Nebraska standout running back Ameer Abdullah made the most out of his knee injury this spring.
Even so, he said, it was "real tough" watching teammates in scrimmages, he told reporters after Wednesday's practice.
"I'm a pretty fiery guy," he said. "Seeing the defense make a play, I was like, 'Ah, I wish I was in there just to shut them up.' But it's been good for me to watch from the sideline for once, and also help coach the guys."
Abdullah, who rushed for 1,137 yards (5.0 per carry) and eight touchdowns last season, has spent most of the past month rehabilitating a knee injury that occurred March 9 in practice. The injury isn't considered serious. He understands the rehabilitation process, and says Nebraska head coach Bo Pelini "is really looking out for me" by holding him out of practices until August.
If the Huskers had a game Saturday, he could play, Abdullah said.
During the Red-White Spring Game on Saturday, however, he will cheer on his teammates. He wants to see them improve. He also wants to keep improving.
Watching practice from the sideline gives him a better understanding of the playbook, he said. He also better understands why coaches harp on certain things.
In fact, Abdullah now regards his injury as a positive development, especially in light of fellow running back Braylon Heard leaving the team in January.
"We really need the younger guys to come along," Abdullah said. "Being hurt was kind of a blessing in disguise for those guys. They got a chance to step up and show what they can do. And I had a chance to coach those guys."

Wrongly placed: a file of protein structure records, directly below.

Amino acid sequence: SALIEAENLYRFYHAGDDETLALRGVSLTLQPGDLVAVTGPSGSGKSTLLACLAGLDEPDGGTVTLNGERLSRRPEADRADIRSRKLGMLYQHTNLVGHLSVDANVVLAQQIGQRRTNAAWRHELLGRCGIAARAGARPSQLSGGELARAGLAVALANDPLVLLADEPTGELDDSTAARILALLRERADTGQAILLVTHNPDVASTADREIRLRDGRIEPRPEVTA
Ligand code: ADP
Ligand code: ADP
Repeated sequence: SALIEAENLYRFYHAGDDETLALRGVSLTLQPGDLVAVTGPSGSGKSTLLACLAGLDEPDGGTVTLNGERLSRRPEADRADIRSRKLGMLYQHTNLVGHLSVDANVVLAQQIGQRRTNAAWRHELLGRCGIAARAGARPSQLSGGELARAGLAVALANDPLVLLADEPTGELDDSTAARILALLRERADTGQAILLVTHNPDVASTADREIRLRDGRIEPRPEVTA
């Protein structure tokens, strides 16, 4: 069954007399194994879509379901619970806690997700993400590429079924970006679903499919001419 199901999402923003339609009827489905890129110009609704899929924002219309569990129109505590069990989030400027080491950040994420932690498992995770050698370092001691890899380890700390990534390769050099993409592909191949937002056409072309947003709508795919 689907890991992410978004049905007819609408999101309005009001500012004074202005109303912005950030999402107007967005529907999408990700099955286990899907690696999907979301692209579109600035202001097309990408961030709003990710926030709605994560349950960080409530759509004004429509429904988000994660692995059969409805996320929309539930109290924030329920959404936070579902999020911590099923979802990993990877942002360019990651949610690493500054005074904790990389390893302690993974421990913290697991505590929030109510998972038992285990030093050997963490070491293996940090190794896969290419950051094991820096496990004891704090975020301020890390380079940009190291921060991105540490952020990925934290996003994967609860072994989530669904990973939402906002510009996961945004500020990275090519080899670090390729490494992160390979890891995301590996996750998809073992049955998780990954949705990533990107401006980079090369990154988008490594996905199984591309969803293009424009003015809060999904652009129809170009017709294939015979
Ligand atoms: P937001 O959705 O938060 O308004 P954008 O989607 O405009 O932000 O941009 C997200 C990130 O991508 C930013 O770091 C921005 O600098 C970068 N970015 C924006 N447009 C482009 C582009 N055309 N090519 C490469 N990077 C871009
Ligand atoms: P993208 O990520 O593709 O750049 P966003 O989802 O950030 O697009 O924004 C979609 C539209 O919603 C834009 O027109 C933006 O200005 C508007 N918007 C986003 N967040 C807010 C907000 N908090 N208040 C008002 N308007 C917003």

He did feel almost like a coach, saying he was "into it."
"I really felt like I made an impact, helping out with certain schemes and helping (the running backs) understand certain blocking situations and blitzes -- all the things that come with being a running back," he said.
Sophomore Imani Cross has spent the spring trying to prove he can be an every-down back. Cross, used mostly as a situational back last season, is his biggest critic, according to teammates and coaches. Cross studies hard. He mostly needs repetition and experience in the offense, and in the video room, Abdullah said.
The 6-foot-1, 220-pound Cross has gained confidence and looks quicker, partly the result of losing about 15 pounds since last season. What's more, Cross is making quicker decisions, Abdullah said.
The 5-9 Abdullah, meanwhile, has increased his weight to about 195 pounds after playing in the 184-188 range last season. He definitely looks game-ready, even though he has been unable to practice.
"I missed out on a lot of reps I needed," he said. "It set me back. But I always try to find that extra time when I'm away from the field to work on my game … You can always get better as a running back."